Descendents
9th & Walnut

THE EDITED PRESS RELEASE: “In 2002, Descendents’ original four-piece lineup — bassist Tony Lombardo, drummer Bill Stevenson, guitarist Frank Navetta (d. 2008), and vocalist Milo Aukerman — entered the studio to finally record the songs with which they first forged their genre-defining sound. The 18-track result, 9th & Walnut, features new versions of the band’s earliest material, written from 1977 through 1980. “9th & Walnut is where our first practice room was, in Frank’s sister’s garage,” Stevenson recalls. “His brother and sister lived there, and The Pagan Babies, Frank’s band with his brothers, played there too. Some of these songs were written when Frank was only 14 years old.” When the band reconvened to record them, it was just like the earliest days: “We just fell right into our old mode. It was so natural.”


Mudhoney
Every Good Boy Deserves Fudge 30th Anniversary Deluxe Edition

THE EDITED PRESS RELEASE: “In the spring of 1991, Mudhoney made Every Good Boy Deserves Fudge. The resulting album is a whirlwind of the band’s influences at the time: the fierce ’60s garage rock of their Pacific Northwest predecessors The Sonics and The Lollipop Shoppe, the gnashing post-hardcore of Drunks With Guns, the heavy guitar moods of Neil Young, the lysergic workouts of Spacemen 3 and Hawkwind, the gloomy existentialism of Zounds, and the satirical ferocity of ‘80s hardcore punk. The quartet’s special alchemy meant these fond homages never slid into pastiche. Ultimately, Every Good Boy Deserves Fudge epitomised the best of Mudhoney: here was a band reconnecting with its purest instincts, and in the process reinventing itself. This 30th anniversary edition, remastered by Bob Weston at Chicago Mastering Service, stands as testimony to the creative surge that drove them in this period. The album sessions yielded a clutch of material that would subsequently appear on B-sides, compilations, and split-singles. This edition includes all those tracks, and a slew of previously unreleased songs, including the entire five-track Music Source session.”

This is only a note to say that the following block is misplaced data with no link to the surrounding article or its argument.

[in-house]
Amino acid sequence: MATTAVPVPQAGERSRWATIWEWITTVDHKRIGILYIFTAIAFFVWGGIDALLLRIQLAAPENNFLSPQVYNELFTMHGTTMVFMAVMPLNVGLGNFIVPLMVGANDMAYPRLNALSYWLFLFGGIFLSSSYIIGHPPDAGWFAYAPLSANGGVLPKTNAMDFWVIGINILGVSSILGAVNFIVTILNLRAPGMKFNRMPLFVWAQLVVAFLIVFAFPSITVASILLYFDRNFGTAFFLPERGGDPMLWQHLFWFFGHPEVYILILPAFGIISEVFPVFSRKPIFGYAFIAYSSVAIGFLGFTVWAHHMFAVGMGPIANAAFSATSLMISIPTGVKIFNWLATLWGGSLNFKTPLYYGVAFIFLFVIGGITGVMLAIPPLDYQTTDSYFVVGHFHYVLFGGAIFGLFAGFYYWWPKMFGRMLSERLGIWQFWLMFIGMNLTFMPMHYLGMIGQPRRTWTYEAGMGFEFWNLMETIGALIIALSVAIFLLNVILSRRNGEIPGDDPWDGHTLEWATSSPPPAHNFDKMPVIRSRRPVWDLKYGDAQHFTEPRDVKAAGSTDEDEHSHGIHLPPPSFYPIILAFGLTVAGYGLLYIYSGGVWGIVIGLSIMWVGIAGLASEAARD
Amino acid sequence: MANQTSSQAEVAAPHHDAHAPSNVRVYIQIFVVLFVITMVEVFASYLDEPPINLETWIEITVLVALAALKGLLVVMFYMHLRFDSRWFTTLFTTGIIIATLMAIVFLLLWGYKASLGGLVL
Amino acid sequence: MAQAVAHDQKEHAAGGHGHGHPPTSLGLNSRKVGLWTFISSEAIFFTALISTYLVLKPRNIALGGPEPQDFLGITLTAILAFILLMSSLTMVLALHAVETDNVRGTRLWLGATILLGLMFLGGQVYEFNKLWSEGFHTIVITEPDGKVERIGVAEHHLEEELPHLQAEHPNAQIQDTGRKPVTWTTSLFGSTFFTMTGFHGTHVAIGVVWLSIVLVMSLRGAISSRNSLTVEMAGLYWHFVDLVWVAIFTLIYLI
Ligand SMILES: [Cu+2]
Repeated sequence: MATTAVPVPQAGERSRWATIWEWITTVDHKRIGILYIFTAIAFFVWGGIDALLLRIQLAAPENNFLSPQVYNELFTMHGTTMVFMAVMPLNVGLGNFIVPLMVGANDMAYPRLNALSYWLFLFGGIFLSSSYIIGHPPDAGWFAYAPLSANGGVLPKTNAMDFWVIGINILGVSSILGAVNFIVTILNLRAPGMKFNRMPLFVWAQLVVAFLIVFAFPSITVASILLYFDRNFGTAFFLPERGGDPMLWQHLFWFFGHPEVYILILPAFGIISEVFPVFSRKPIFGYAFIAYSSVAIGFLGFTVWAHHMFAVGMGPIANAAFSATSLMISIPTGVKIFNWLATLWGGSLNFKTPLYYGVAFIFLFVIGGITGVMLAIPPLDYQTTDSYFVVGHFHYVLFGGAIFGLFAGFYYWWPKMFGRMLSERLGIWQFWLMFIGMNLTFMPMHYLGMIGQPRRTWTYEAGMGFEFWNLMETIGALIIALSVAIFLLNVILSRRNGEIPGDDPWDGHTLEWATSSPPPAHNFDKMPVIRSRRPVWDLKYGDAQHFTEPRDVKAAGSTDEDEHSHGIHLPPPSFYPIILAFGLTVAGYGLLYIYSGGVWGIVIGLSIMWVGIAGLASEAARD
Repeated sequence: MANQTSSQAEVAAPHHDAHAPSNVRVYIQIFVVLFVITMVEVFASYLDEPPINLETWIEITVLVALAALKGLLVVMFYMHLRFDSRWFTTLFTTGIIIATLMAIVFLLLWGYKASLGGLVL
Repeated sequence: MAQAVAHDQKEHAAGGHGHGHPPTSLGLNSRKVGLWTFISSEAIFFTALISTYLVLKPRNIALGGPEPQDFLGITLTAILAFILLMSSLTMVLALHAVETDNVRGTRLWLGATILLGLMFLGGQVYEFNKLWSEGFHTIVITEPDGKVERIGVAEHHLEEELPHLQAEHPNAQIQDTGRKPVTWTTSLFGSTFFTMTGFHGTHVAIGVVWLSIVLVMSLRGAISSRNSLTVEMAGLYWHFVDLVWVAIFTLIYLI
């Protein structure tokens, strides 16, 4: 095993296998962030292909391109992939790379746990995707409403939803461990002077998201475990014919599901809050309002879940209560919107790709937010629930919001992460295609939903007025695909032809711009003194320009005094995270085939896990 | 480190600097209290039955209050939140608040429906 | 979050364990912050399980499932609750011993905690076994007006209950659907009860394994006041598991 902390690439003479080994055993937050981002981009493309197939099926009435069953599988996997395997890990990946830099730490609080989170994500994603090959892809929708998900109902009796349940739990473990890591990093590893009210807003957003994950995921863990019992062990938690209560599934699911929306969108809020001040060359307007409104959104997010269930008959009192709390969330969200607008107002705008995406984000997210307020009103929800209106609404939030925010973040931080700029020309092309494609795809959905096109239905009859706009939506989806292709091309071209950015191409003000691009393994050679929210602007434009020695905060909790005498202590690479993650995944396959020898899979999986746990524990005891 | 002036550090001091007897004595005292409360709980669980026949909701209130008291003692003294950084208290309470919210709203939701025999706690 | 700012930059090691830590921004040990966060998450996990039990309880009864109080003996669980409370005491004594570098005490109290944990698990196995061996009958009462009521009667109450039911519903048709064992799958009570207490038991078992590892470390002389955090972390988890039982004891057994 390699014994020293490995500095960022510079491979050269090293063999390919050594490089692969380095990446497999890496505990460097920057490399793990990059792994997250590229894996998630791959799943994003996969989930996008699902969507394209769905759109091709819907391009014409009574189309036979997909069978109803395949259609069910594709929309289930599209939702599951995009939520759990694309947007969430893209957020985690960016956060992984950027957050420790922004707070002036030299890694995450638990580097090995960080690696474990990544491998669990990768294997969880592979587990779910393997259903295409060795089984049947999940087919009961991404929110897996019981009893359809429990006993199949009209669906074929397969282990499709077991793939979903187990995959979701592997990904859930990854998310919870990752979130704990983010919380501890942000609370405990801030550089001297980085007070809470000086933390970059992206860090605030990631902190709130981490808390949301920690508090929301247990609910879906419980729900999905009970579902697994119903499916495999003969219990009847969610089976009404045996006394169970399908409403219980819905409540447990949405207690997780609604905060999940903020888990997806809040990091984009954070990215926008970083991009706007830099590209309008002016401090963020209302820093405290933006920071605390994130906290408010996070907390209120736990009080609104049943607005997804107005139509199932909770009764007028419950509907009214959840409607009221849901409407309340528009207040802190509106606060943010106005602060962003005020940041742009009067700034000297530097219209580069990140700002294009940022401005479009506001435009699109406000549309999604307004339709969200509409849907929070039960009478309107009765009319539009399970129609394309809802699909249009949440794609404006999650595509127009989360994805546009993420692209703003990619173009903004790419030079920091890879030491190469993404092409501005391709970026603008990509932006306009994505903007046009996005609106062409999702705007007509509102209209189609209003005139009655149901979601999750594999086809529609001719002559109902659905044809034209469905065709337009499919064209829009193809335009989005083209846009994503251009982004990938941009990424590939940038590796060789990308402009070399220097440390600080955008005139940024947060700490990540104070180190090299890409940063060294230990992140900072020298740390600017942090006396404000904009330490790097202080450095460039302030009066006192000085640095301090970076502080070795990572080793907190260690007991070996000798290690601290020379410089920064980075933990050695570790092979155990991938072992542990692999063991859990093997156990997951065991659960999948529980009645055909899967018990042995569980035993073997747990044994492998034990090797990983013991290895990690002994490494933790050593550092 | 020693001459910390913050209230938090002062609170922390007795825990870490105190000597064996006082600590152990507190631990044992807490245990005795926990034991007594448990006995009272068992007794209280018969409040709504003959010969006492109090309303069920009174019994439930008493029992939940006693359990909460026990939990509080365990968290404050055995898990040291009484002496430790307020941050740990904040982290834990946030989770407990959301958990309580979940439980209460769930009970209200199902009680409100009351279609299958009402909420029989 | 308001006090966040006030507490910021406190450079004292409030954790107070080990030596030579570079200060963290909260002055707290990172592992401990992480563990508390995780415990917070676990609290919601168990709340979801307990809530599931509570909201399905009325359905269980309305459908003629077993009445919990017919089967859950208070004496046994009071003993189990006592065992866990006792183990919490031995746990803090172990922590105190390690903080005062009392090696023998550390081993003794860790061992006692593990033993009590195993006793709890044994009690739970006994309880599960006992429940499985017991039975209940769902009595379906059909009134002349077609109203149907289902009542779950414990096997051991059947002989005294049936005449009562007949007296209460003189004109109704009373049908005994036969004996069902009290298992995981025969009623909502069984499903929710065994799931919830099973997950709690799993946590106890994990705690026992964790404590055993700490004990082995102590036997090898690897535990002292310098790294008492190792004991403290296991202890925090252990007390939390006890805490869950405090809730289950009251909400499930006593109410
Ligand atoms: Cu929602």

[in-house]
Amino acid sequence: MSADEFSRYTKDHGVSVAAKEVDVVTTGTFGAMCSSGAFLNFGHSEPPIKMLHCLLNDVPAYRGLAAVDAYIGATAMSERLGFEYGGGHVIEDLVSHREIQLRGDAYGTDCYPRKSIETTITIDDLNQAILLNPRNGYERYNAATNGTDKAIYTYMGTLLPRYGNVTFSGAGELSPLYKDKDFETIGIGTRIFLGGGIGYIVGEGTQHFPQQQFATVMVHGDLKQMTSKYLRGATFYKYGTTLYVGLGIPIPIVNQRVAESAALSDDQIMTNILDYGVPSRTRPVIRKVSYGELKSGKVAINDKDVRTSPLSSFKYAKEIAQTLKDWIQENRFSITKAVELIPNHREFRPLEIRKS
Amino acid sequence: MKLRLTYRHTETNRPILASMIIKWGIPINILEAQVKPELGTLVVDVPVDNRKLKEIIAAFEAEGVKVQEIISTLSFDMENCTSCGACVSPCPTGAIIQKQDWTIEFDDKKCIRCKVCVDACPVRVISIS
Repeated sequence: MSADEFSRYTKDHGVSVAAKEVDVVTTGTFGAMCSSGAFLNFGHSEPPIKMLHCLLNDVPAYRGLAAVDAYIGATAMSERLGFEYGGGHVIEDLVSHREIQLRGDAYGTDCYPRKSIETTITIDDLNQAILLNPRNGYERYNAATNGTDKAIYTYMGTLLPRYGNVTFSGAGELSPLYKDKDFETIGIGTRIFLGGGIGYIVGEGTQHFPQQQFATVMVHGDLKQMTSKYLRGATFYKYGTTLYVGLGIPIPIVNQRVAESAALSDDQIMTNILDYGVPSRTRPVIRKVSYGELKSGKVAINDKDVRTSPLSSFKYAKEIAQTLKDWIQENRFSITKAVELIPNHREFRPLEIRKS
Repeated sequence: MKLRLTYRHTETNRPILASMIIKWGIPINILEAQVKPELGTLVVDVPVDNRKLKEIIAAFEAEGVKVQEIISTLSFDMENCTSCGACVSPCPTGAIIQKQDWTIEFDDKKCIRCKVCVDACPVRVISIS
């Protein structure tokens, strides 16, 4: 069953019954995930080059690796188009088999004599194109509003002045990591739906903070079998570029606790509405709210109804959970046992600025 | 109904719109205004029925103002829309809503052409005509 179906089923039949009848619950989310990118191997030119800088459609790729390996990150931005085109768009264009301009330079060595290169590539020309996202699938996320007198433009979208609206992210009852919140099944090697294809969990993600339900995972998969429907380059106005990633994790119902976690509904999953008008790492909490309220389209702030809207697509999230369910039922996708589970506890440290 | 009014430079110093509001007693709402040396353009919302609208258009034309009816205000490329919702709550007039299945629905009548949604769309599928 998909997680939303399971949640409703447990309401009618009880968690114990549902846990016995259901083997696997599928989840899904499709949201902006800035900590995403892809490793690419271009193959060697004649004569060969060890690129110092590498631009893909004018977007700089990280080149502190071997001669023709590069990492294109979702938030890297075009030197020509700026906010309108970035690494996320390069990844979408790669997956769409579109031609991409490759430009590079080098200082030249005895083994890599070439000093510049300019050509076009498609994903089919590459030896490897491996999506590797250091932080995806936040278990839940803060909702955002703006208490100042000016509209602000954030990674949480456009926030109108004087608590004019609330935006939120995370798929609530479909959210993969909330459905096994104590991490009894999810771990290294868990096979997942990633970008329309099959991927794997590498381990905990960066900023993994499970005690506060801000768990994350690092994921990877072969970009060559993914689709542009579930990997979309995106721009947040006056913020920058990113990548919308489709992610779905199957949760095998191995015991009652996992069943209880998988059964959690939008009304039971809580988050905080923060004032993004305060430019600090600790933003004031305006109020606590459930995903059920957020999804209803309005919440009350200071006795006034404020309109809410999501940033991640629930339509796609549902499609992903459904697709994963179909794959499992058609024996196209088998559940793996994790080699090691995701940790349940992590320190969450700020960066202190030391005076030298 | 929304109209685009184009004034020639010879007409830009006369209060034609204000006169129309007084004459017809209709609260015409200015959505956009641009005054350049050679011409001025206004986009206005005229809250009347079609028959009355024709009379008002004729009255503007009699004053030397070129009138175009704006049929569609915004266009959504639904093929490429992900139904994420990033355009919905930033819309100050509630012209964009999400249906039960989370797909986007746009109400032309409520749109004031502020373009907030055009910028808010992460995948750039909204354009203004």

Andy Partridge
My Failed Songwriting Career Vol. 1

THE EDITED PRESS RELEASE: “When XTC finally downed guitars after Wasp Star, their last album to date, one of Andy’s ideas about what to do next was to become a songwriter in the traditional sense, writing songs for others.  Songs were written. Songs were sent. Sometimes speculatively, often specifically requested, many tailor-made for an artist’s requirements. Still, songs are like children. A songwriter gives birth to them, feeds them, watches them grow before sending them out into the world. As a loving parent, Andy brought them all back together, re-Andy-fied them and buffed them up in his home studio, et voila! Here is the first selection of song siblings that resulted from all of this work, four brothers and sisters, happily reunited and presented as a family group aural snapshot for your entertainment and delight.”


Richard Pryor
Live At The Comedy Store, 1973

THE EDITED PRESS RELEASE:  “After the release of his self-titled debut album in 1968, Richard Pryor further sharpened his skills but never stopped pushing forward. In preparation for a show in D.C. and a club date in San Francisco (that would produce the top-selling That Nigger’s Crazy) Pryor booked four nights at the relatively new Comedy Store on Sunset Boulevard to woodshed new material. It was never meant to be heard beyond its original audience, but luckily tape not only rolled, but survived. Fourteen tracks were issued in 2013 as a limited-edition promotional CD. Six additional performances found their way into the public as bonus material on the retrospectives …And It’s Deep Too!: The Complete Warner Bros. Recordings (1968–1992) and Evolution/Revolution: The Early Years (1966-1974). Now, all 20 tracks are pulled together for the first time.